Let me just get this out there. Yes I’ve heard people talking about this topic, but I chose not to write about this until it was officially in press. Why? If I wrote about everything that I heard, I might as well change my name to Gossip
I thought that I’d share my 2
cents dirhams on this topic. The Telegraph wrote an article talking about “Qatar preparing for leadership change“. (Quick tangent, why doesn’t The Telegraph’s website have Qatar listed under their Middle East tab?). Here’s a bit about what they said,
“Senior figures in Qatar have briefed foreign counterparts that the time has come for Sheikh Tamim bin Hamad, the 33-year-old crown prince to take over the leadership of the gas-rich Gulf state, the Daily Telegraph has learned.
The succession plan, which is due to be launched by the end of the month, will see Hamad bin Jassim, the prime minister and one of the biggest investors in Britain, give up his post.
Within weeks of that decision the royal court will announce that the emir, Sheikh Hamad bin Khalifa, who has struggled with health problems, will cede powers to the Sandhurst-educated crown prince.”
I think that’s fantastic news. Qatar is being a responsible country. I understand that there’s a transition plan, they’ve been grooming the Crown Prince for quite a while now, and he’s already familiar with Qatar’s goals and dreams. Think about it, we’ve all already got a roadmap, it’s called the Qatar Vision 2030. I don’t mean to say that this will be a walk in the park of course. Leading a country with such ambitious goals can’t be simple, but just as I trust in our Emir and Sheikha Moza, I trust in our Crown Prince.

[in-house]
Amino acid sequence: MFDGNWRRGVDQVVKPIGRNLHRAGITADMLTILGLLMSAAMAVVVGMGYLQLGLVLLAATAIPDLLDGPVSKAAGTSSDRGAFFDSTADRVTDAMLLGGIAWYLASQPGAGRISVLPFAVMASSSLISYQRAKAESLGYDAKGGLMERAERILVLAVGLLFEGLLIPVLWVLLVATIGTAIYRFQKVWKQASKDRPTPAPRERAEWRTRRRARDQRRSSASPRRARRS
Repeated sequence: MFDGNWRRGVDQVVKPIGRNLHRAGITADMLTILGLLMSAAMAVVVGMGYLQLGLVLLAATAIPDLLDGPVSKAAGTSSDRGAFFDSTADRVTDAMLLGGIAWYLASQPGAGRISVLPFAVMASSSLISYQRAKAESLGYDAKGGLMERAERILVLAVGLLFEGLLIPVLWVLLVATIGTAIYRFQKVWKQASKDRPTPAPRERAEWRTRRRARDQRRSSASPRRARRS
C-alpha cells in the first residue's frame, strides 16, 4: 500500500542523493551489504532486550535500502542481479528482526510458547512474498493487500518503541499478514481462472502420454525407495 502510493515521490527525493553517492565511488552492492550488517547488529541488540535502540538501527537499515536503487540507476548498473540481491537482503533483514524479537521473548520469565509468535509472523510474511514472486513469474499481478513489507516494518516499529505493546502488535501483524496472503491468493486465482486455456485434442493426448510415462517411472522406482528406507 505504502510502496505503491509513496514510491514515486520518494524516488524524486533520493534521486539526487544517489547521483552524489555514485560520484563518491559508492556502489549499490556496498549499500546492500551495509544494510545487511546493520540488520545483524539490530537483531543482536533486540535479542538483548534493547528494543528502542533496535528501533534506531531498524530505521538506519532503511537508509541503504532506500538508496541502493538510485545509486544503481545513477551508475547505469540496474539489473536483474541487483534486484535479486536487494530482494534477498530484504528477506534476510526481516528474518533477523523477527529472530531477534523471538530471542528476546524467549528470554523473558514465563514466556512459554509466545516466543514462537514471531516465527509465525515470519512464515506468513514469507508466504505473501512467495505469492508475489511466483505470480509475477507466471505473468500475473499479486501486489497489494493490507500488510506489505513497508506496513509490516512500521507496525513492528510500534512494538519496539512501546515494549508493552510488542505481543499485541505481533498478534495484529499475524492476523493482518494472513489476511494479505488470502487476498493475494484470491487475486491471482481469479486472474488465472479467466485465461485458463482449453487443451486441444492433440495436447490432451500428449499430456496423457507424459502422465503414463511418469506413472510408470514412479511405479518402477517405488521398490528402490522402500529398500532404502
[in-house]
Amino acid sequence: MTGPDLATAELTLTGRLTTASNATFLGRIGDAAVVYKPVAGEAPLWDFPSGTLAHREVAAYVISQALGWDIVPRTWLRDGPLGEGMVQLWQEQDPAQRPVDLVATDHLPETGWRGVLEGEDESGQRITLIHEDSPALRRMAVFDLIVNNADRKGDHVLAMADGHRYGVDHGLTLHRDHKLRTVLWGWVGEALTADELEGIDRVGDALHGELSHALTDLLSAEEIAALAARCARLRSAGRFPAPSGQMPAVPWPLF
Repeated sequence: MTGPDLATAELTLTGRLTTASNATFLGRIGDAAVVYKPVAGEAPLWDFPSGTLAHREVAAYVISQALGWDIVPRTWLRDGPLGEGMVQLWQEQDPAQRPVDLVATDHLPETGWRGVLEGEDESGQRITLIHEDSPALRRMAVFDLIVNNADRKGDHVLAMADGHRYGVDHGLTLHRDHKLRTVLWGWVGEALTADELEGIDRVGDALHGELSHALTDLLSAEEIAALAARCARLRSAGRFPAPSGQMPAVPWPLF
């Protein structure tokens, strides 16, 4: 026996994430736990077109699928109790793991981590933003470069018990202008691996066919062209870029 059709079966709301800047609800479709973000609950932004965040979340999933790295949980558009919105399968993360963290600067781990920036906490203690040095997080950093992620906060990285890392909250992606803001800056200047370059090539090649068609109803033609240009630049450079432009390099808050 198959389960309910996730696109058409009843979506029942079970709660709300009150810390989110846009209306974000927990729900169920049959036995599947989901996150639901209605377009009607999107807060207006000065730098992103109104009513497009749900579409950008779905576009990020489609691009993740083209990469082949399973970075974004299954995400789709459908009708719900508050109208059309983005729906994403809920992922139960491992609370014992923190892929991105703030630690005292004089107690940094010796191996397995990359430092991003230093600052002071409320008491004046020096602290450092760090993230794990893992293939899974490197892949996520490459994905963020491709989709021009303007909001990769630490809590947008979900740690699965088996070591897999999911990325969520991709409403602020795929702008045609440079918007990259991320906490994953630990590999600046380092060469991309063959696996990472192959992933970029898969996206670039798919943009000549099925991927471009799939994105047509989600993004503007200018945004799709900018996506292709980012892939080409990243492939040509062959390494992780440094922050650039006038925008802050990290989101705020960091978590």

The article continues,
“The legacy of the emir and the prime minister has been to make Qatar a player in the world,” said Michael Stephens, a Gulf researcher at the Royal United Services Institute. “It was an outpost when they took over and now it has grown into a modern city, it is one of the biggest investors in Europe and Britain, has set up a very powerful Arab television station [Al Jazeera] and has a very prominent foreign policy. That is almost all down to the driving force of those two men.”
Absolutely! It was because there was a vision, a dream, a goal, and we have leaders that care about the people. Every son, at least in Qatar, tends to live in his father’s shadow. The weak tend to forever stand in the second line, but the strong aim to outshine and create their own legacies. Personally it was a proud moment to go from “Oh you’re Saleh’s son?” to hearing people say “Oh you’re Khalifa’s father?”. Both my father and I have our own reputations, and inshallah we’re both seen as good men. We’ll both be remembered for different reasons. Sorry went off into a personal story there for a second.
Back onto the topic of a leadership change. Honestly, I’m not worried at all. In fact, I’m excited to see what new things a young, energized, open minded Qatari, will bring to Qatar.
Allah yigaweeh, wa i7na bin san-deh. (May God keep him stronger and we will be his support).
Read the full Telegraph article here: Qatar Preparing for leadership change.